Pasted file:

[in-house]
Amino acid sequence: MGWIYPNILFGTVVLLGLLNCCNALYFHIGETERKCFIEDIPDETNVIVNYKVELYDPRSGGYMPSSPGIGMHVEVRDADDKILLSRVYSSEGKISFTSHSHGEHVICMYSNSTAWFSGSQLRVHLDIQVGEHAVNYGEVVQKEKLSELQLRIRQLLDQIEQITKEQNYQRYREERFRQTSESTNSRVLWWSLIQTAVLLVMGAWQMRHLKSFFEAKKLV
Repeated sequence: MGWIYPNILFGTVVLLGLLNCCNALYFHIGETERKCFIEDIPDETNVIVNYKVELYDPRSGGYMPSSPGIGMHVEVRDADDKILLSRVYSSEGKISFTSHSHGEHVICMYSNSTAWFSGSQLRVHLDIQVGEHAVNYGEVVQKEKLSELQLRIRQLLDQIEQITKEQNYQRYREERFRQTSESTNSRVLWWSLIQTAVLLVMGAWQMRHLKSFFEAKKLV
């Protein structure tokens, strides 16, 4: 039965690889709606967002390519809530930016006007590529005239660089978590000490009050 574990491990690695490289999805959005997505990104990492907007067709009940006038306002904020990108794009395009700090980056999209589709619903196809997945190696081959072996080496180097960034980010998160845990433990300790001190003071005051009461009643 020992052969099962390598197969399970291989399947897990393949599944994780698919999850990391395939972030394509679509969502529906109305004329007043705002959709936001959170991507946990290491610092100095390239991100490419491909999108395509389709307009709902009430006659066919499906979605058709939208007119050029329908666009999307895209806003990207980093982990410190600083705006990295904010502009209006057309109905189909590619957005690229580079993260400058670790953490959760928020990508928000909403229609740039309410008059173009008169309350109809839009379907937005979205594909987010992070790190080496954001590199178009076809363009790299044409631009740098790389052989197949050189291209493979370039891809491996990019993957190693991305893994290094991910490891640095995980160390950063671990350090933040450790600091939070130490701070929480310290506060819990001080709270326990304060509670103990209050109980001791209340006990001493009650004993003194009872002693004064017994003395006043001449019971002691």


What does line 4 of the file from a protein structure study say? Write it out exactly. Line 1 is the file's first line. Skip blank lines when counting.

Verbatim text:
């Protein structure tokens, strides 16, 4: 039965690889709606967002390519809530930016006007590529005239660089978590000490009050 574990491990690695490289999805959005997505990104990492907007067709009940006038306002904020990108794009395009700090980056999209589709619903196809997945190696081959072996080496180097960034980010998160845990433990300790001190003071005051009461009643 020992052969099962390598197969399970291989399947897990393949599944994780698919999850990391395939972030394509679509969502529906109305004329007043705002959709936001959170991507946990290491610092100095390239991100490419491909999108395509389709307009709902009430006659066919499906979605058709939208007119050029329908666009999307895209806003990207980093982990410190600083705006990295904010502009209006057309109905189909590619957005690229580079993260400058670790953490959760928020990508928000909403229609740039309410008059173009008169309350109809839009379907937005979205594909987010992070790190080496954001590199178009076809363009790299044409631009740098790389052989197949050189291209493979370039891809491996990019993957190693991305893994290094991910490891640095995980160390950063671990350090933040450790600091939070130490701070929480310290506060819990001080709270326990304060509670103990209050109980001791209340006990001493009650004993003194009872002693004064017994003395006043001449019971002691």